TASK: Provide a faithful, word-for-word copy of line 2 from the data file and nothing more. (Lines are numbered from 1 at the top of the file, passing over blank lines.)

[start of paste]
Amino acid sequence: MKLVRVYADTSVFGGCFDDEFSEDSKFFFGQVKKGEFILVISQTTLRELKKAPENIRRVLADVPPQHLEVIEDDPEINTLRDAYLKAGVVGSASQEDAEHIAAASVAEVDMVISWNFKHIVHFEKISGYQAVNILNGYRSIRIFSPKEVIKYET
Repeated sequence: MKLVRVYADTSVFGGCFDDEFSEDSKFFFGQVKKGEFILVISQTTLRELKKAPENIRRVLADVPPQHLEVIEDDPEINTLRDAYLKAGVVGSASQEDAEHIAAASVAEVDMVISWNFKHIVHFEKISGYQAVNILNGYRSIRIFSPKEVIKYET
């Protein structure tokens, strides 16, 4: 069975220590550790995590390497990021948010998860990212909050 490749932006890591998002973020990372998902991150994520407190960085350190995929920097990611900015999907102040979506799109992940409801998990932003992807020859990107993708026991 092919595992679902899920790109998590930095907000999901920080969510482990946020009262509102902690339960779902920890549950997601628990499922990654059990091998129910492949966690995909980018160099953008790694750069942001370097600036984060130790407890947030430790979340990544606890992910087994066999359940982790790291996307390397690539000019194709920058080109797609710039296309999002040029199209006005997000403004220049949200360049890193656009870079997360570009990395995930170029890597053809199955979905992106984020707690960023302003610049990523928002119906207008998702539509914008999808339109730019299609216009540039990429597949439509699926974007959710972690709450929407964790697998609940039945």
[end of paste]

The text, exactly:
Repeated sequence: MKLVRVYADTSVFGGCFDDEFSEDSKFFFGQVKKGEFILVISQTTLRELKKAPENIRRVLADVPPQHLEVIEDDPEINTLRDAYLKAGVVGSASQEDAEHIAAASVAEVDMVISWNFKHIVHFEKISGYQAVNILNGYRSIRIFSPKEVIKYET